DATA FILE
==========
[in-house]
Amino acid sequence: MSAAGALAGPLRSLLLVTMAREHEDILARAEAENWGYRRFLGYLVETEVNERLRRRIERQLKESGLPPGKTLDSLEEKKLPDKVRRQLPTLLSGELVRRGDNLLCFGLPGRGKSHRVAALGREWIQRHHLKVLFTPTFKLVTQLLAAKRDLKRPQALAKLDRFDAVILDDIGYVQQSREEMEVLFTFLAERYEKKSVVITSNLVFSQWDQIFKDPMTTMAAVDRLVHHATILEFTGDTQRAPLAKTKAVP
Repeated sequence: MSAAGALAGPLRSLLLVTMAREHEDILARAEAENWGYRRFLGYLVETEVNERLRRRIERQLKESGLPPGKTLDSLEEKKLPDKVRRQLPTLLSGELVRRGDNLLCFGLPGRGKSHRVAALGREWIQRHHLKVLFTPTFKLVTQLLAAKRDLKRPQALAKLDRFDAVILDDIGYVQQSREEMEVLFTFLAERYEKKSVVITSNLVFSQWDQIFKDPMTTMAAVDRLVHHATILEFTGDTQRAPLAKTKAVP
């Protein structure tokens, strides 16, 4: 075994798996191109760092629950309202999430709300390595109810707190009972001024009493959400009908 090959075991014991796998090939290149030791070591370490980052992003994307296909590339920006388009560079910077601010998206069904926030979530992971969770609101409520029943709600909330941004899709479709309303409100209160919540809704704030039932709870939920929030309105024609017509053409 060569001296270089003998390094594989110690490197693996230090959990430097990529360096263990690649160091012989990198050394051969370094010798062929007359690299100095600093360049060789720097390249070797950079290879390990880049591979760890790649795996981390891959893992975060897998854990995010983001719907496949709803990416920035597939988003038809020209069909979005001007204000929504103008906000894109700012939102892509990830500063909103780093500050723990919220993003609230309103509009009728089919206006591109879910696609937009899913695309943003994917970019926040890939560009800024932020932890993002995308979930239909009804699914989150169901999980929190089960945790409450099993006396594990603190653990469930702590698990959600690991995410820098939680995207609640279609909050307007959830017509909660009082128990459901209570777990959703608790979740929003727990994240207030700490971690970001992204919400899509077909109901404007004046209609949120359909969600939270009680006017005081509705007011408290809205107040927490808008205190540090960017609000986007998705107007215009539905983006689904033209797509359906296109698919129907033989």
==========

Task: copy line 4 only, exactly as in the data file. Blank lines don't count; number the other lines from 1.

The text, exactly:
């Protein structure tokens, strides 16, 4: 075994798996191109760092629950309202999430709300390595109810707190009972001024009493959400009908 090959075991014991796998090939290149030791070591370490980052992003994307296909590339920006388009560079910077601010998206069904926030979530992971969770609101409520029943709600909330941004899709479709309303409100209160919540809704704030039932709870939920929030309105024609017509053409 060569001296270089003998390094594989110690490197693996230090959990430097990529360096263990690649160091012989990198050394051969370094010798062929007359690299100095600093360049060789720097390249070797950079290879390990880049591979760890790649795996981390891959893992975060897998854990995010983001719907496949709803990416920035597939988003038809020209069909979005001007204000929504103008906000894109700012939102892509990830500063909103780093500050723990919220993003609230309103509009009728089919206006591109879910696609937009899913695309943003994917970019926040890939560009800024932020932890993002995308979930239909009804699914989150169901999980929190089960945790409450099993006396594990603190653990469930702590698990959600690991995410820098939680995207609640279609909050307007959830017509909660009082128990459901209570777990959703608790979740929003727990994240207030700490971690970001992204919400899509077909109901404007004046209609949120359909969600939270009680006017005081509705007011408290809205107040927490808008205190540090960017609000986007998705107007215009539905983006689904033209797509359906296109698919129907033989």